Economic factors are not the biggest cause of unhappiness — failed relationships and mental illness play a far greater role, a major new study into the “origins of happiness” has found.
Eliminating depression and anxiety would reduce misery by 20%, whereas eliminating poverty would only cut it down by 5%, social scientists at the London School of Economics have said, after conducting extensive research into the most effective ways to promote wellbeing and reduce misery .
Treating mental illness would involve no net cost to the public purse, the team added, because the economic benefits would exceed the initial costs. The group, led by economist Richard Layard, said they want to “revolutionise how we think about human priorities” and promote using the “burgeoning new science of ‘subjective wellbeing’” as a measure of successful governance, instead of the economy.
“The evidence shows that the things that matter most for our happiness and for our misery are our social relationships and our mental and physical health,” said Layard, “This demands a new role for the state — not ‘wealth creation’ but ‘wellbeing creation’.” He added: “In the past, the state has successively taken on poverty , unemployment, education and physical health. But equally important now are domestic violence, alcoholism, depression and anxiety conditions, alienated youth, exam-mania and much else. These should become centre stage.”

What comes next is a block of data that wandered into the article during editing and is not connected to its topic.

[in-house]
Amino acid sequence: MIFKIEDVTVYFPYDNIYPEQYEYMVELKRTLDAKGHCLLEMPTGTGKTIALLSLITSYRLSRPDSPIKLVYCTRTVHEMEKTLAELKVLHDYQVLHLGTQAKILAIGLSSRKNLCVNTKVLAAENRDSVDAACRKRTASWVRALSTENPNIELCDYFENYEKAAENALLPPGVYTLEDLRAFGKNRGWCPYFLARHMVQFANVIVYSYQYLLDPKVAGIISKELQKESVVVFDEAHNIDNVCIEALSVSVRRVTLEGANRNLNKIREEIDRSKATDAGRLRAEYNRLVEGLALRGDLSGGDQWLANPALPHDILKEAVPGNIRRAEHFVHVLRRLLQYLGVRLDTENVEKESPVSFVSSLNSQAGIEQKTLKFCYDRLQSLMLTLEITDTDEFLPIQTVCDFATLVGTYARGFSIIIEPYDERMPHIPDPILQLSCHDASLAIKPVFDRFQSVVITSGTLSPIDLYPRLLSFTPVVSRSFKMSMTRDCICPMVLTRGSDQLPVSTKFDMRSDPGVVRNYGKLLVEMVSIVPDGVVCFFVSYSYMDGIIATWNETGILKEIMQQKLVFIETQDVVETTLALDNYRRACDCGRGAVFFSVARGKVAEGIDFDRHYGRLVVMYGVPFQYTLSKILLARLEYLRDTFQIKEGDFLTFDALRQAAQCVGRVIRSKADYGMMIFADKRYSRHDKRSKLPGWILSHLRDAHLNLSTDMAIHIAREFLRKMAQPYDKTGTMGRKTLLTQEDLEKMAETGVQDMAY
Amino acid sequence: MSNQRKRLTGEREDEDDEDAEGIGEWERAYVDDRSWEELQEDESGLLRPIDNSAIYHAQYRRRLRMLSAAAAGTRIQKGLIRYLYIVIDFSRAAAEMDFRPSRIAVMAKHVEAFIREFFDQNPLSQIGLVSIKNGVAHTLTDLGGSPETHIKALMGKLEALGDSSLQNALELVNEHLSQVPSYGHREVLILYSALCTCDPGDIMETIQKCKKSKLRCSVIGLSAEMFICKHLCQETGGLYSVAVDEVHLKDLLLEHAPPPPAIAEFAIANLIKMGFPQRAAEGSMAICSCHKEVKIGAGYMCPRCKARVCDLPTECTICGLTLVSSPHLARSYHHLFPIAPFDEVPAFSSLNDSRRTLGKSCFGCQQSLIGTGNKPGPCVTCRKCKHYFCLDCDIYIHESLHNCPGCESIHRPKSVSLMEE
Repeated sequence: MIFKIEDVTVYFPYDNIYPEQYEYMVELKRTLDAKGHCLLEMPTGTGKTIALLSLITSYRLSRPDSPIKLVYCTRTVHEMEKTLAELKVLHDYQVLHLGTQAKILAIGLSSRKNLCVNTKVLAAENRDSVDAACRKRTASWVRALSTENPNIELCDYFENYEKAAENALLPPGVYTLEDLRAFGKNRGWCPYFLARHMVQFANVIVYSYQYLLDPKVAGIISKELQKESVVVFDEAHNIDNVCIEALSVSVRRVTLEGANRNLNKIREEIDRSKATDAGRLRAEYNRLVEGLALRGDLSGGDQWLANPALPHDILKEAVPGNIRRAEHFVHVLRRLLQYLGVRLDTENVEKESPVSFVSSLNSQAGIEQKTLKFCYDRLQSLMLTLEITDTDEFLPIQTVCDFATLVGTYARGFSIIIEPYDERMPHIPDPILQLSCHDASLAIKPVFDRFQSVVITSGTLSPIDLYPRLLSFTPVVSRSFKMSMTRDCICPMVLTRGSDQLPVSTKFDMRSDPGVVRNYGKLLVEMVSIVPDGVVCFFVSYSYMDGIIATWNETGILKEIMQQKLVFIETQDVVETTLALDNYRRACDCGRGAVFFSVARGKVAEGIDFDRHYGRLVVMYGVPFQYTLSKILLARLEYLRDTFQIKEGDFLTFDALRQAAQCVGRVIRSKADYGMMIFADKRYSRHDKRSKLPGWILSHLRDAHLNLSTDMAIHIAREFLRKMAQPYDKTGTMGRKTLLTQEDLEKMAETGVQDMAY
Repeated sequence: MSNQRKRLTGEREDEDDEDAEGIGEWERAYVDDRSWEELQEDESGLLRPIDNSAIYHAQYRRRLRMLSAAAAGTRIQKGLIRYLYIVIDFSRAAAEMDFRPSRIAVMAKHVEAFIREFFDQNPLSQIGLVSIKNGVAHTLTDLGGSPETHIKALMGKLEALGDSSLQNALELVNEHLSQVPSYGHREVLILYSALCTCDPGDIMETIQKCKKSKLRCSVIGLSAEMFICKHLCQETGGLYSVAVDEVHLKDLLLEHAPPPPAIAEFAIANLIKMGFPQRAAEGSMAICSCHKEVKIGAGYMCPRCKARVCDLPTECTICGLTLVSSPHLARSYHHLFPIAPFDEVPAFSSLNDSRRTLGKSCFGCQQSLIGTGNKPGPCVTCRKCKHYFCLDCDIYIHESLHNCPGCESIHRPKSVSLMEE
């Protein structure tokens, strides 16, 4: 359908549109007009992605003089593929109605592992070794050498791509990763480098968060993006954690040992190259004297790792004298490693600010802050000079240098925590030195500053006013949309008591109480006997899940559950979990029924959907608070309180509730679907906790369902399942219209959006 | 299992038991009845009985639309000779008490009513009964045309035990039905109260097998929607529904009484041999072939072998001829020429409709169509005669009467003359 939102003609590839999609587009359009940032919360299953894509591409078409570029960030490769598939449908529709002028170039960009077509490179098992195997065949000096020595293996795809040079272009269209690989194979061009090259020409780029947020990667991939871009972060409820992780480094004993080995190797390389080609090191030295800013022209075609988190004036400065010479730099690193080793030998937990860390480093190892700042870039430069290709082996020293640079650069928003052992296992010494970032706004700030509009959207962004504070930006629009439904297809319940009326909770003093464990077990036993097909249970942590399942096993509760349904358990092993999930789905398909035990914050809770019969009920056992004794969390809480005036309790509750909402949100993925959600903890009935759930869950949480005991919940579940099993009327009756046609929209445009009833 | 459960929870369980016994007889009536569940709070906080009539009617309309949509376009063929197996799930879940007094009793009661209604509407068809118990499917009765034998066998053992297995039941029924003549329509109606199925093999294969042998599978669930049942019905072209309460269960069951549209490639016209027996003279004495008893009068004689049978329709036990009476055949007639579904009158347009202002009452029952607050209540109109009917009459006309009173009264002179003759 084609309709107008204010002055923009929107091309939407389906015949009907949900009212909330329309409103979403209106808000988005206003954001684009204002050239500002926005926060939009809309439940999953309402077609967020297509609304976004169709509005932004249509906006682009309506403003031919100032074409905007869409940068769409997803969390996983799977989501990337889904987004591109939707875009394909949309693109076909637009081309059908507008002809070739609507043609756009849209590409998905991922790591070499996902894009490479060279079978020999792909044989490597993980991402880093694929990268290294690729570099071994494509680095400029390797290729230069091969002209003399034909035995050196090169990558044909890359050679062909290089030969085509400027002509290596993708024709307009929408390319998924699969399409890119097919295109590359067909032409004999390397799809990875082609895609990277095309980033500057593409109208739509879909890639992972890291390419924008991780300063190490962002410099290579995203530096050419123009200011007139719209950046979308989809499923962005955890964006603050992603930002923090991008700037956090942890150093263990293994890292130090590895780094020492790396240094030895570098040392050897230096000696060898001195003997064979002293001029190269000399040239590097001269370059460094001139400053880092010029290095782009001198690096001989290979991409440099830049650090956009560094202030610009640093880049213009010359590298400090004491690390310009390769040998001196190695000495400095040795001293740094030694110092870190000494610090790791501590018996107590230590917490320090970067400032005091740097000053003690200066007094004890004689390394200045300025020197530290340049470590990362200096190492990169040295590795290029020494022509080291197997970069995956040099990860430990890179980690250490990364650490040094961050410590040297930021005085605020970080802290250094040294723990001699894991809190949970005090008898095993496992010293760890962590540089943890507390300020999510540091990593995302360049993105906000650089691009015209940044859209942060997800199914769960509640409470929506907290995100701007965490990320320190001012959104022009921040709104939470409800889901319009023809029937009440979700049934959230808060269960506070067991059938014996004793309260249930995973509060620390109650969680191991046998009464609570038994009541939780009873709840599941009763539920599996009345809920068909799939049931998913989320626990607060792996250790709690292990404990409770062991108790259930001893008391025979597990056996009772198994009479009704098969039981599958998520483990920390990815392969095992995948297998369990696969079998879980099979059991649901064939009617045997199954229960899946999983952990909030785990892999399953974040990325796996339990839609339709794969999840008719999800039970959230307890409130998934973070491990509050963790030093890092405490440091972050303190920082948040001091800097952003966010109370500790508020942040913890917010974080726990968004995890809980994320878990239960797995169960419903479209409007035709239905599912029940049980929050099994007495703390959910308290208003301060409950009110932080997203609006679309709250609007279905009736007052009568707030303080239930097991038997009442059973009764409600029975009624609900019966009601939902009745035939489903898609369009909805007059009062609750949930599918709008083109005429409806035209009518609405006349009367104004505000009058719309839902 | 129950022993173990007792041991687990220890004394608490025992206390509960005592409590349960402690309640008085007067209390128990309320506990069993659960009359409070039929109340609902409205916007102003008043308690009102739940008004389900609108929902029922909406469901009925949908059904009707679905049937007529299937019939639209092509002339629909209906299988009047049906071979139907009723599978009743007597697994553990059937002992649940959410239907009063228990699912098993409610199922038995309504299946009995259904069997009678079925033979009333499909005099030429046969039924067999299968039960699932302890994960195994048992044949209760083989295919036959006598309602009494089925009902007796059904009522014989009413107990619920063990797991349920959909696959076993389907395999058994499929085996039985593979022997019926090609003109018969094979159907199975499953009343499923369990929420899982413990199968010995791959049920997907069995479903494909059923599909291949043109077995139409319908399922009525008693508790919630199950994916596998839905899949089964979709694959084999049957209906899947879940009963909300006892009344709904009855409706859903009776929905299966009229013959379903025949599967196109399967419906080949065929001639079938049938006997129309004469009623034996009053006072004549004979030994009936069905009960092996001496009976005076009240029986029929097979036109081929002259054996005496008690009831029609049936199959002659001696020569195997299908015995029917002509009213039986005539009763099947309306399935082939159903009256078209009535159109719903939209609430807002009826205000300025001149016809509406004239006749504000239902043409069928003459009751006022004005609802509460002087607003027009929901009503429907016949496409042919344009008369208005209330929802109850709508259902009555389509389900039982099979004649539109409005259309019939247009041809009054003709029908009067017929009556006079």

Although living standards have vastly improved in the last 40 years, levels of enjoyment from life have stayed static for people in Australia, Germany, the US, and the UK, the team said, as they prepared to present their findings for the first time at an OECD co-organised conference on wellbeing, which will be held at the LSE on Monday and Tuesday .
When people evaluate their income or education, they generally measure it against the prevailing local norm, the study found, as a result, overall increases in income or education have little effect on the overall happiness of the population.
In fact, income inequality explains only 1% of the variation in happiness in the community, while mental health differences explain over 4%.Other key findings included education only having a very small effect on life satisfaction, compared with, for example, having a partner. The strongest factor predicting a happy adult life is not children’s qualifications but their emotional health, the researchers said, criticising “exam-mania”.